"Also, don't talk about the day to day conditions of somewhere you've never been." I said I have never been to Moscow. However, I was born and raised in the USSR, so I do know a bit about the region. I also happen to know somebody who was stopped by police in St. Petersburg to "check his papers", taken to the station, and released after paying a bribe of $50. This was about 6 or 7 years ago. Oh, and I also know how to read, which means that I can learn about the day to day conditions of places where I have never been.

Comment Re:Confiscated the Passport for an Hour (Score 1) 271

I have actually never been to Moscow. :) But I will give you a different prospective. I have lived in the US for over 20 years, and I have never been shaken down by the police. Nobody I know has ever been shaken down by the police. I never needed to get a fake license, and I never needed to figure out tricks to get the police to not extort bribes. The situation did not have to improve.

And speaking of migrant workers, there is actually a fierce debate here of whether the police even has the right to verify the immigration status of people they arrest. Think about it. In some states, the police may arrest a person for committing a crime, but they are not allowed to even ask if he has entered the country legally.

I am sure you know all the ways of dealing with the police in Russia or Ukraine. And maybe the police in Moscow behave better than they used to. But the point I am trying to make, is that this is not normal. You should not have to figure out ways to get the police to not extort money from you.

Comment Re:Confiscated the Passport for an Hour (Score 1) 271

The difference is the US would probably be WORSE than Russia. We already execute people, take away the right to vote of the imprisoned (and even after make it difficult to regain those 'rights'), and execute/detain without trial people we don't like under various circumstances ('terrorists').

To say the US isn't doing what Russia is doing is non-sense. These excuses don't fly with me.

You are so naive, it's sad. In the US there is rule of law. There is separation of powers and independent judiciary. The fact that protesters arrested at the 2004 convention had their charges dropped proves that. Protesters in Russia get arrested, beaten, and then they get convicted. Michail Khodorkovsky, an industrialist who dared oppose Putin, has been convicted of a ridiculous charge of stealing oil from his own oil company, and he has been in prison for almost a decade. In fact, he has been tried twice and convicted twice, despite the fact that his defense attorneys completely destroyed the prosecution's case both times.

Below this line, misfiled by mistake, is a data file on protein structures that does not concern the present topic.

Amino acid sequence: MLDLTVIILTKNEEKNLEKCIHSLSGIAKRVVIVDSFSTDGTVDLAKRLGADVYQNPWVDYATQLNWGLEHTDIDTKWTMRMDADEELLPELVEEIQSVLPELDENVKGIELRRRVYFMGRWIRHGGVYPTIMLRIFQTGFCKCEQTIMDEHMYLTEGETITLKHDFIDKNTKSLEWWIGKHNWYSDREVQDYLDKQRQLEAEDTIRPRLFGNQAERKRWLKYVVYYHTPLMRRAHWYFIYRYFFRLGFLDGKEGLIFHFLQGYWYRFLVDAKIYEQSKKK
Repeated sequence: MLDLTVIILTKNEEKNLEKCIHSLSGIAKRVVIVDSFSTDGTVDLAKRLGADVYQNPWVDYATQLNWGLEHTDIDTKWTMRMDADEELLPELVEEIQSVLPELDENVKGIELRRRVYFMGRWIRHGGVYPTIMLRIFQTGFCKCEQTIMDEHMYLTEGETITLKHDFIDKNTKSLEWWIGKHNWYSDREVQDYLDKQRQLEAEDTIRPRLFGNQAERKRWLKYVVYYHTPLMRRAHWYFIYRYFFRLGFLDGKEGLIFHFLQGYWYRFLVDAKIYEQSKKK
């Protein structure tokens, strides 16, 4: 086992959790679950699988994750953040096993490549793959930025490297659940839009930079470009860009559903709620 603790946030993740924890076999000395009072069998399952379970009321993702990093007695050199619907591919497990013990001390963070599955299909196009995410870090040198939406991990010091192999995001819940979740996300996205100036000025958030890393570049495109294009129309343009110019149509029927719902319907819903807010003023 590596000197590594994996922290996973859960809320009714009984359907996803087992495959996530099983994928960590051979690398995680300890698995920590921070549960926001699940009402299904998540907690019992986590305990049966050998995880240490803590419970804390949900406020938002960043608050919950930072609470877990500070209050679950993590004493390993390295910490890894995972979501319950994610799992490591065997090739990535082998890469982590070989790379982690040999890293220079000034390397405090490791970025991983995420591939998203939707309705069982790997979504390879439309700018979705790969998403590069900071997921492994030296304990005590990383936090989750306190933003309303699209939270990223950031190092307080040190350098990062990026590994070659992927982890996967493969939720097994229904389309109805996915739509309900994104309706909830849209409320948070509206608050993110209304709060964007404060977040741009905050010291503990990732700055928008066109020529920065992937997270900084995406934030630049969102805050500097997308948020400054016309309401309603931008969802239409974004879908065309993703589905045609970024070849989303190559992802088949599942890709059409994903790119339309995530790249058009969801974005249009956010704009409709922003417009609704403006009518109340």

There are no independent courts in Russia. Those who oppose the ruling clique, or those who are unfortunate enough to get run over by an official's car get convicted. There is no independent legislature in Russia. The parliament rubber stamps any law that Putin wants passed. They have just passed a law effectively forbidding any public assembly not sanctioned by the authorities. Boris Gryzlov, who became the chairman of the Russian parliament in 2003, famously said that the parliament is not a place for political battles.

For some reason people seem to think that the rest of the world is more or less the same as the town they live it. The fact is that other places can be very different. Russia is not in the same category as the US. The level of corruption in the two countries cannot even be compared.

Comment Re:Confiscated the Passport for an Hour (Score 4, Informative) 271

The "Occupiers" were able to protest for many days or even months in many US cities. Some were arrested for disturbing the peace or for refusing to leave after *very* long time. According to Wikipedia, the protest in Boston lasted for over 70 days. During that time 186 people have been arrested, with NO injuries.

There is no comparison to Russia, where people have been arrested and beaten in the streets with no justification at all. Some opposition leaders have been arrested right after leaving their houses, before they even got to a protests.

On a related note, in Russia people are protesting massive election fraud by the ruling party and massive corruption in all levels of government. I am still trying to figure out what exactly the "Occupiers" in the US are protesting against.

IMHO, there is no comparison between the occupy movement in the US and the protests in Russia.

Comment Re:Confiscated the Passport for an Hour (Score 4, Interesting) 271